- Jul 22, 1947
- Beverly Hills, Los Angeles, California, USA
Though it may sound like one of his cerebral comedy routines, Albert Brooks came into this world as Albert Einstein. The son of comedian Harry Einstein (better known to millions of radio fans as Parkyakarkus), Brooks briefly attended Carnegie Tech before launching a hills-and-valley career as a standup comic. Like such contemporaries as George Carlin… More Bio:
Though it may sound like one of his cerebral comedy routines, Albert Brooks came into this world as Albert Einstein. The son of comedian Harry Einstein (better known to millions of radio fans as Parkyakarkus), Brooks briefly attended Carnegie Tech before launching a hills-and-valley career as a standup comic. Like such contemporaries as George Carlin and Robert Klein, Brooks delighted in finding humor in the inconsistencies of everyday life, and had a particular fondness for exploiting clichťs that many people never realized were clichťs. Two of his most fondly remembered routines involved a talking mime and a ritualistic recital of the ingredients in a carton of Cool-Whip.
After appearing as a regular on the 1969-1970 season of The Dean Martin Show (as well as its 1971 spin-off The Golddiggers), Brooks gained instant pop-culture fame for his brilliant short-subject directorial debut, The Famous Comedian's School, which was highlighted on a 1971 installment of The Great American Dream Machine. Even today, comedy buffs can cite from memory the particulars of "The Danny Thomas/Sid Melton School of Coffee-Spitting." In 1975, Brooks won a Grammy for his album A Star Is Bought; that same year, he began filming short sketches for Saturday Night Live. Though often the highlights of that series' first season, Brooks' skits were dropped from SNL because they were considered "too inside."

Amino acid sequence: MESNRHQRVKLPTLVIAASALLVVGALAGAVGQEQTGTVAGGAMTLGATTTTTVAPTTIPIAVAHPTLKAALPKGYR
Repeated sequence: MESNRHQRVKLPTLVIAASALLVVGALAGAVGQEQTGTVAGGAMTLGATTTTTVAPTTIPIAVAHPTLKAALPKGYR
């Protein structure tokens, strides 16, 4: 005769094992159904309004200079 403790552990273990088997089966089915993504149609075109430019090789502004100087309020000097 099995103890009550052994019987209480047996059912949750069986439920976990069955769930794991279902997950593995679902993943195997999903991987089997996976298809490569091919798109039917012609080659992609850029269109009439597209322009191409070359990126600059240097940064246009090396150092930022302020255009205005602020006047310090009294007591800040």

Brooks made his theatrical film debut in 1976, playing Cybill Shepherd's clueless co-worker in Taxi Driver. His subsequent film roles included the first husband of Goldie Hawn in Private Benjamin (1980), Dudley Moore's cuckolded manager in Unfaithfully Yours (1984), and, best of all, his Oscar-nominated turn as the acerbic, freely perspiring TV journalist Aaron Altman in Broadcast News (1987). Even more impressive have been Brooks' credits as writer/director, including the PBS-documentary lampoon Real Life (1979), the angst-driven Modern Romance (1981), the yuppie odyssey Lost in America (1985), and the "Heaven is a Strip Mall" fantasy Defending Your Life (1991). In 1994, Brooks both wrote and acted in the darkly humorous baseball film The Scout. In 1996, he directed, wrote, and starred opposite Debbie Reynolds (making her first screen appearance in over two decades) in Mother. After taking some time off from directing and scriptwriting to appear in such films as Out of Sight (1998), Brooks resumed his director-screenwriter-actor hyphenate with The Muse (1999), starring opposite Andie MacDowell and Sharon Stone as a struggling Hollywood scriptwriter in search of divine inspiration; Looking for Comedy in the Muslim World followed in 2005.
Unarguably, Brooks's highest-profile performance came not in one of his directorial projects, but in the 2003 Pixar underwater adventure Finding Nemo. Lending his voice to the film's lead clown-fish, the critically-acclaimed picture went on to be one of the highest grossing movies of all time and also featured the talents of Ellen Degeneres and Willem Dafoe.
He became part of the cast of the Showtime series Weeds as the main character's former father-in-law.
2011 turned out to be an excellent year for the revered performer. That year saw publication of his first novel, 2030, a comedy about the future of America. He also played the part of Bernie Rose, the bad guy in the hotly buzzed about action film Drive. Though he captured numerous year-end critics prizes, Brooks was denied an Oscar nomination in the Best Supporting Actor category.
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